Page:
Clinical Practice and Cases in Emergency Medicine
Munson’s Sign: An Obvious Finding to Explain Acute Vision Loss
- Author(s): Gold, Jake
- Chauhan, Vijai
- Rojanasthien, Siripong
- Fitzgerald, Jennifer
- et al.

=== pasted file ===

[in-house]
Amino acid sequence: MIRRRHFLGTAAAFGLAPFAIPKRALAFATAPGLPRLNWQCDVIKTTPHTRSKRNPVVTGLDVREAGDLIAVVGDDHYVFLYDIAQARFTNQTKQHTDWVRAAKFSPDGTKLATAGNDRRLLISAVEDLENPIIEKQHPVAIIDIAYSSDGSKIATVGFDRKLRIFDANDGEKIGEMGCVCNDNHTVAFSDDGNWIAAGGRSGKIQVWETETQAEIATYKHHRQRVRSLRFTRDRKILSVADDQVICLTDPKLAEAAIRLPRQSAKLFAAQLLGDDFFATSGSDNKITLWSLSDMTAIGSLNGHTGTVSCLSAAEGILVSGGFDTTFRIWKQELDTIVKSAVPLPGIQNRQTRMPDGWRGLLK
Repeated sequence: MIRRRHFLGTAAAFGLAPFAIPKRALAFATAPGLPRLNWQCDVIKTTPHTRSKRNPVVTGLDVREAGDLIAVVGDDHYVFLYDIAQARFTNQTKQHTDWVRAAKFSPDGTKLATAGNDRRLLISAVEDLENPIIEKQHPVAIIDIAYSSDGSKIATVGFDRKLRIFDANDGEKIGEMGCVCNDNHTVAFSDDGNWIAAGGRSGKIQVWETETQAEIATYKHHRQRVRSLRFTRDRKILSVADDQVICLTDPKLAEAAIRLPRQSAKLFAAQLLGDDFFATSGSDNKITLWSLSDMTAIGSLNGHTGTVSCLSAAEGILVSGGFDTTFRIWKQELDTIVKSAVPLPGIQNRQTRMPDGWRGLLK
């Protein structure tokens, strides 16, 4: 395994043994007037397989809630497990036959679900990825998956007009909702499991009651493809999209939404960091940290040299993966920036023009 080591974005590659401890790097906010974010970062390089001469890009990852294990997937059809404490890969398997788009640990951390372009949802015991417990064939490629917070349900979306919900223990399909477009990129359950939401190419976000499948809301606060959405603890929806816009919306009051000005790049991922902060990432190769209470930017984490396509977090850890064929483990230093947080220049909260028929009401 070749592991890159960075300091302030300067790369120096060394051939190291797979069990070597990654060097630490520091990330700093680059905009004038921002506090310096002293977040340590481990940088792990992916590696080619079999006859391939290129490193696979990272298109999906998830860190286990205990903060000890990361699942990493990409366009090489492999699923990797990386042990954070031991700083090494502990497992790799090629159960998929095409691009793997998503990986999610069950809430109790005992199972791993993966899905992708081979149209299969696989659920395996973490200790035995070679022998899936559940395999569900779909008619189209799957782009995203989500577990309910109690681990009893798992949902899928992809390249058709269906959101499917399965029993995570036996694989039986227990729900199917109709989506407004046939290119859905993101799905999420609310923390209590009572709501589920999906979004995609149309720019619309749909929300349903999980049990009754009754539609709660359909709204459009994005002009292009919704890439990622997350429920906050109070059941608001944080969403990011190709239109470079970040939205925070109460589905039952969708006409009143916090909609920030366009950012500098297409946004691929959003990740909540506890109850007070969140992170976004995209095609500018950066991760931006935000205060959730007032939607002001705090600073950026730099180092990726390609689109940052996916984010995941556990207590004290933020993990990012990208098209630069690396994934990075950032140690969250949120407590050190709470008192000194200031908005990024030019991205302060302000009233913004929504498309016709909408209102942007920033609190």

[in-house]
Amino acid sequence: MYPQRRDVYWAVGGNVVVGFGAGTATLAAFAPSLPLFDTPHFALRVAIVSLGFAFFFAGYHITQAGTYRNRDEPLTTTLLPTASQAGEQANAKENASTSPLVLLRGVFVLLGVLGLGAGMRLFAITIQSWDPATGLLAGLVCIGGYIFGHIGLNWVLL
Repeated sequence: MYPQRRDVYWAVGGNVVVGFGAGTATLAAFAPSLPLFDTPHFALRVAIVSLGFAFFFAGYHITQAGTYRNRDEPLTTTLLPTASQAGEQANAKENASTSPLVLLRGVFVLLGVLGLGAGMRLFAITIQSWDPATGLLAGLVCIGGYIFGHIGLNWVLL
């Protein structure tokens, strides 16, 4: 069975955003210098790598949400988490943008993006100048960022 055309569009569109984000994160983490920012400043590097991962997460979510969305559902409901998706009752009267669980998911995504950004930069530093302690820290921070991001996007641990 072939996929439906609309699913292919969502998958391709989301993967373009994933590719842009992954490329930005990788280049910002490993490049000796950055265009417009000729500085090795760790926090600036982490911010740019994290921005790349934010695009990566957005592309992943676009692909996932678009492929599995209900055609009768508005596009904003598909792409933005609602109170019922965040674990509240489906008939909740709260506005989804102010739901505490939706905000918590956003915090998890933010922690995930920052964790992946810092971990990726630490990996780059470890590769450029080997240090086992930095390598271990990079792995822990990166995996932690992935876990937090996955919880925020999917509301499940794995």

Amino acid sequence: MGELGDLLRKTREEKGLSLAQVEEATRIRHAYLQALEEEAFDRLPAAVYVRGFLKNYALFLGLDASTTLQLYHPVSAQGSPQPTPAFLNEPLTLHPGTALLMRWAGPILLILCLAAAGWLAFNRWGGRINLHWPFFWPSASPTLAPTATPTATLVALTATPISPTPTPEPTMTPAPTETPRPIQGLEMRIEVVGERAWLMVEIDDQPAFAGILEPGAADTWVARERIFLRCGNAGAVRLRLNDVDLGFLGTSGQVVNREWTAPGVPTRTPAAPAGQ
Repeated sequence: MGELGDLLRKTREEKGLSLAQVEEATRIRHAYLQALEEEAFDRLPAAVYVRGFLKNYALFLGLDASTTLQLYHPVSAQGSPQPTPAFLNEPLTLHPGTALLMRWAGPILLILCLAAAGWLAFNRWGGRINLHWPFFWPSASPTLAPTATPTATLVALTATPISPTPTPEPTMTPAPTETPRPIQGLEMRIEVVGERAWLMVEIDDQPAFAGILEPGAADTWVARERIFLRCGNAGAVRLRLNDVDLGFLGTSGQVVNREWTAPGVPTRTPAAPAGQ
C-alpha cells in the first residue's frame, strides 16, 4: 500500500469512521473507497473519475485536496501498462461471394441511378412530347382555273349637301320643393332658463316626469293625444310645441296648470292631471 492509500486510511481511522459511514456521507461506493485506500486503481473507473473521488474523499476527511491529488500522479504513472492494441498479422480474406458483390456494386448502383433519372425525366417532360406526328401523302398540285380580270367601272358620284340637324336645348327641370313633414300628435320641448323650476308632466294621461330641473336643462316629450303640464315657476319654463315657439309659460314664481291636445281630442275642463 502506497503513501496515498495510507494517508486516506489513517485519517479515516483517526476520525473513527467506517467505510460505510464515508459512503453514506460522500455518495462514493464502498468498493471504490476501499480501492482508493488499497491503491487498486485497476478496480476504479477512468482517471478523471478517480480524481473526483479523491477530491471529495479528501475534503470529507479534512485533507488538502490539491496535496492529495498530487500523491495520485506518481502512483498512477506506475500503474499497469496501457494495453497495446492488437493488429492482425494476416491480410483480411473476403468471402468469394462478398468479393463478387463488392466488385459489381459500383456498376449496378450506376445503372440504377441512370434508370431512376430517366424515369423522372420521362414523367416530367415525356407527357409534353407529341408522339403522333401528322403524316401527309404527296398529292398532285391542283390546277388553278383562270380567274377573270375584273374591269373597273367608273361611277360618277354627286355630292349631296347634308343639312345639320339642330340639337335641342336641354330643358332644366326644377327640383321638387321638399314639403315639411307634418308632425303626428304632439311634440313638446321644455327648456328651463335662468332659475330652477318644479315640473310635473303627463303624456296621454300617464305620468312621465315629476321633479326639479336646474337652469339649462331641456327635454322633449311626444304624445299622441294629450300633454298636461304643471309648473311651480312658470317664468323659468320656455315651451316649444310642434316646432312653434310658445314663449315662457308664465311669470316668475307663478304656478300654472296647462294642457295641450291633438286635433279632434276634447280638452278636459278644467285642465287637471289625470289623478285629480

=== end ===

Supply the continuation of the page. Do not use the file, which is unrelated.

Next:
Keratoconus is a progressive disorder affecting the cornea, which causes the cornea to become weakened and conical in appearance. The resultant decrease in structural integrity of the cornea predisposes affected individuals to acute corneal hydrops, a break in Descemet’s membrane, the deepest layer of the cornea, resulting in pain and acute vision loss. We present here a case of this little-known cause of acute vision loss, and an example of Munson’s sign, which is a v-shaped protrusion of the lower eyelid on downward gaze that is characteristic of advanced keratoconus. We hope to highlight Munson’s sign as a simple identifier of keratoconus in an otherwise undiagnosed individual suspected of having acute corneal hydrops.